Archdiocese Local Parishes Religious life

Priest makes time for favorite childhood pastimes

by Moira Cullings

FRANKFORT — Growing up in the country in a tight-knit family made a deep impact on Father Daniel Schmitz’s vocation — and his avocations as well.

He has, for example, an intense passion for basketball.

“I started playing as soon as I could walk,” he said.

“A basketball is one of the first Christmas presents we would get as boys growing up,” he added. “My dad’s a huge basketball fan.”

As the second oldest of four boys, Father Schmitz was constantly teaming up with his younger brothers in an effort to beat the oldest.

“He’s five years older than me, so, when I was little, it wasn’t a contest. But eventually, with two-on-one we could beat him.

“And now we’re all grown men — and it’s a free-for-all.”

Father Schmitz is pastor of Annunciation Parish in Frankfort, St. Monica-St. Elizabeth Parish in Blue Rapids and St. Columbkille Parish in Blaine.

Although busy running all three parishes, Father Schmitz’s competitiveness as a child has carried over into adulthood, and he still grabs every chance he has at a real game.

The Runnin’ Revs games, which pit priests and seminarians against eighth-grade and high school teams, have been a great way for Father Schmitz to hone his skills and liberate his competitive side.

“The most recent one at Hayden was actually a competitive game. The refs were more or less actually calling a fair game instead of letting us win pretty easily,” he said.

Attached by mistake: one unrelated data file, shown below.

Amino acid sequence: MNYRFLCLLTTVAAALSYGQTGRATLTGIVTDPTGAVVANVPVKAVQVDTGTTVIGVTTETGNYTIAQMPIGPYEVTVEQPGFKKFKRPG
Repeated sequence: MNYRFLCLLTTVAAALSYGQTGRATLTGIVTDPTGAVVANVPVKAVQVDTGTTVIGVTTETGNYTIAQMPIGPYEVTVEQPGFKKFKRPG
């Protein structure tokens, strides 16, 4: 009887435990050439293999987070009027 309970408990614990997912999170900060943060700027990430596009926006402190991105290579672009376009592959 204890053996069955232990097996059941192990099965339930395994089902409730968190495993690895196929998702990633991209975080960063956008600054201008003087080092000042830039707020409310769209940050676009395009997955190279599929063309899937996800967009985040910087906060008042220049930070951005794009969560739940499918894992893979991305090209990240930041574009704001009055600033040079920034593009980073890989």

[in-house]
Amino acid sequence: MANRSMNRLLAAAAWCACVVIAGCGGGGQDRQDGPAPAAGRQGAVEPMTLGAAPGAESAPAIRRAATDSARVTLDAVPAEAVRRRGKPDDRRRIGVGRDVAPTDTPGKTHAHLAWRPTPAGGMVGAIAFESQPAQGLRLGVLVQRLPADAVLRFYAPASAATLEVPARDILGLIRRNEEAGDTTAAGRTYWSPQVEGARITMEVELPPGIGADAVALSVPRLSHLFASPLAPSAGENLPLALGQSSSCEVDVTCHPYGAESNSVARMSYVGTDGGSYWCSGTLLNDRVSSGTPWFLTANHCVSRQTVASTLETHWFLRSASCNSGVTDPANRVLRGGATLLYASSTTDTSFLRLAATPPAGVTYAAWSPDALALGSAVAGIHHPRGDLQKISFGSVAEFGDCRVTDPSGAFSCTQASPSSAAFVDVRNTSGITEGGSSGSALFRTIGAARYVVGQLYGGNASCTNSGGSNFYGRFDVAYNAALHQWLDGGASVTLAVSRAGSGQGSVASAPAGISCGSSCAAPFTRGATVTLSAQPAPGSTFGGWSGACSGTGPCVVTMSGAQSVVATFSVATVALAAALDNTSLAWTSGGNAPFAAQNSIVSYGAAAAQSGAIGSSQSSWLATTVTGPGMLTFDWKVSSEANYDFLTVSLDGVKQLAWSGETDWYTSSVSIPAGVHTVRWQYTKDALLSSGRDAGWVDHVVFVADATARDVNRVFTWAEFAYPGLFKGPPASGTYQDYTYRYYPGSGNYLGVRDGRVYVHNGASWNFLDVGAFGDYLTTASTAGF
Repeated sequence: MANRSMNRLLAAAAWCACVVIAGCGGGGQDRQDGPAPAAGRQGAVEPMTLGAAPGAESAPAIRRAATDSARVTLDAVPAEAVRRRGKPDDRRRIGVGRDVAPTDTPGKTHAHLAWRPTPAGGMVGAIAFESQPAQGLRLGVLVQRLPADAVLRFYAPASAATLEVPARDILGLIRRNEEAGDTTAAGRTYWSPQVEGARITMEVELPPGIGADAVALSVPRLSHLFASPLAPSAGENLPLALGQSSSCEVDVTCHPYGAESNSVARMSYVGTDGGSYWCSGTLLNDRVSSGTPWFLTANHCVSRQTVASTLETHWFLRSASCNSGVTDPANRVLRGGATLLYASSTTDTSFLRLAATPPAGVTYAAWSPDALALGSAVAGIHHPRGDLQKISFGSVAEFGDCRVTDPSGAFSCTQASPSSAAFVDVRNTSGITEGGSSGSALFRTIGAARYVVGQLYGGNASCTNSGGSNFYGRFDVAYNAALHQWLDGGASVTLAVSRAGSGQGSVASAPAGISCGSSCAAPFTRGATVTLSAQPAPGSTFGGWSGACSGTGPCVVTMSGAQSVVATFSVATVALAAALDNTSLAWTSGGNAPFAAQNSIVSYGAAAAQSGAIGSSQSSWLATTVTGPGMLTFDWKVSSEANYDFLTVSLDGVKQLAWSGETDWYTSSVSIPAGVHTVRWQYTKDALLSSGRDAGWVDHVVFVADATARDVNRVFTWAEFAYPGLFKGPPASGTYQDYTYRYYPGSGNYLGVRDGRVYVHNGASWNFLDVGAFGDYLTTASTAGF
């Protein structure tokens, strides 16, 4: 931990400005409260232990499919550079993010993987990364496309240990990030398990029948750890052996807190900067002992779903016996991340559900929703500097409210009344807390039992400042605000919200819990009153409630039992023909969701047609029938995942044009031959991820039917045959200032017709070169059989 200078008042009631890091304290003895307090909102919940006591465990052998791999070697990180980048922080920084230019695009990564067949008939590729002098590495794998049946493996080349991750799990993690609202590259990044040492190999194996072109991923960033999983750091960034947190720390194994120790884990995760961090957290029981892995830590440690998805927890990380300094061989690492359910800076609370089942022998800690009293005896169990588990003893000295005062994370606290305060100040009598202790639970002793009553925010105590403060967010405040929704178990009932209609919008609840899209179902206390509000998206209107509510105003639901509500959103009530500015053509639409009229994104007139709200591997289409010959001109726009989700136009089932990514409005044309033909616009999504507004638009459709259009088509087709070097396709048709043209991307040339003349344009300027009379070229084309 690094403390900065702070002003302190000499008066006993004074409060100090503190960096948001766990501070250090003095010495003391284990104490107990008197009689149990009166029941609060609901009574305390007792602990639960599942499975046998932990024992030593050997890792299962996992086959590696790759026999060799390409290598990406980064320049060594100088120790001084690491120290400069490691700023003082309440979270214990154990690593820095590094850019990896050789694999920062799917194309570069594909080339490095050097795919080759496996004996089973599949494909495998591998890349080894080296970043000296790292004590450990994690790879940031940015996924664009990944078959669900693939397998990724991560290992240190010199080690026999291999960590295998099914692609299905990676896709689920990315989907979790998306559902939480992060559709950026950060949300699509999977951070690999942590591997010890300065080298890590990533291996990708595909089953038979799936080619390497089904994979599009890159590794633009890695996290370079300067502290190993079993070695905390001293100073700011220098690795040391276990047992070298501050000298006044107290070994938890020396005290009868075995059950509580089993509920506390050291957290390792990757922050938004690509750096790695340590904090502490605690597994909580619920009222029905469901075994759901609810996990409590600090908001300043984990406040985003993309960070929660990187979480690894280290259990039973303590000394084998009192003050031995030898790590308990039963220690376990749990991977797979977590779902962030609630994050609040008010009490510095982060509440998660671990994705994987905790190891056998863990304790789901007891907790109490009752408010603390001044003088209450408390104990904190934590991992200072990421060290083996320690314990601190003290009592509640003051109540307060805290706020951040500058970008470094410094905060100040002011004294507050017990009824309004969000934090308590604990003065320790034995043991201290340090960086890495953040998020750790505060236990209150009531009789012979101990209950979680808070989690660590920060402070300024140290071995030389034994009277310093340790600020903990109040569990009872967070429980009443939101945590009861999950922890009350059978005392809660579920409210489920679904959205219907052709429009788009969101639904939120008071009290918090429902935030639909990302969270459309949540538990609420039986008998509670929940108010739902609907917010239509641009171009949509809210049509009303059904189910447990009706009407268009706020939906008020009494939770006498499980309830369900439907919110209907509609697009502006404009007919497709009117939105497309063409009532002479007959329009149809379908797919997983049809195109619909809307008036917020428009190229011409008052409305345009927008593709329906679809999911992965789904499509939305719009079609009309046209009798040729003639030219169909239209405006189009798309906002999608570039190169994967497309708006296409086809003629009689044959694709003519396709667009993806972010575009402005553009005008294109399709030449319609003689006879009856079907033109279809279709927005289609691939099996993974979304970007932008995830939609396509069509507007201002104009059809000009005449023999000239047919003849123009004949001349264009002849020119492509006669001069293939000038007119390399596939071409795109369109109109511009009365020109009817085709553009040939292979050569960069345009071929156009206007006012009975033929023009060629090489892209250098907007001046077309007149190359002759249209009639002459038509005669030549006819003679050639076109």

After a few missed calls from the referees, Father Schmitz forgot where he was and screamed, “Ref, you gotta call that!”

“Then I realized I needed to sit down for a bit and cool off,” he said.

One of Father Schmitz’s fondest memories is winning the state championship during his years at Jackson Heights High School in Holton.

“Maybe even more so than that is the day in [the] seminary [when]I realized I could get beat and lose a game and that was OK,” he said.

“It took me a long time to get to that point, but that was a very good day on the court,” he continued.

Home improvement projects are another part of Father Schmitz’s upbringing that have remained close to him during his first few years as a priest.

“We grew up with a project every summer when my dad was off from teaching,” he said. “And all his brothers would come down and help work on it.

“Now, all my brothers and my brother-in-law will do the same.”

Not to mention that life as pastor of three rural parishes has given Father Schmitz multiple opportunities to put his handyman skills to use.

“I’m not sure if it’s the fewer resources as much as the age of structures. But things need to get replaced,” he said.

“I found out especially between three parishes and 15 buildings, something always needed to be worked on and still does,” he added.

Right now, Father Schmitz is eager to play a part in a few major projects going on within the parishes, one of which is a total revamp of St. Columbkille.

“It is really exciting to be a part of it,” he said. “I’ve never redone a church before.”

But small household projects, though not as complex, are satisfying in their own way, especially when it comes to fixing something in his own house.

“I can take as much time on them as I want,” he said. “Redo them if I need to.

“It’s a cheap way to pass the time.”

About the author

Moira Cullings

Moira attended St. Thomas Aquinas High School in Overland Park and Benedictine College in Atchison. She majored in marketing, minored in psychology and played center midfield for the women’s soccer team. Moira joined The Leaven staff as a feature writer and social media editor in 2015. After a move to Denver, Moira resumed her full-time position at The Leaven and continues to write and manage its website, social media channels. Her favorite assignment was traveling to the Holy Land to take photos for a group pilgrimage in 2019.

Leave a Comment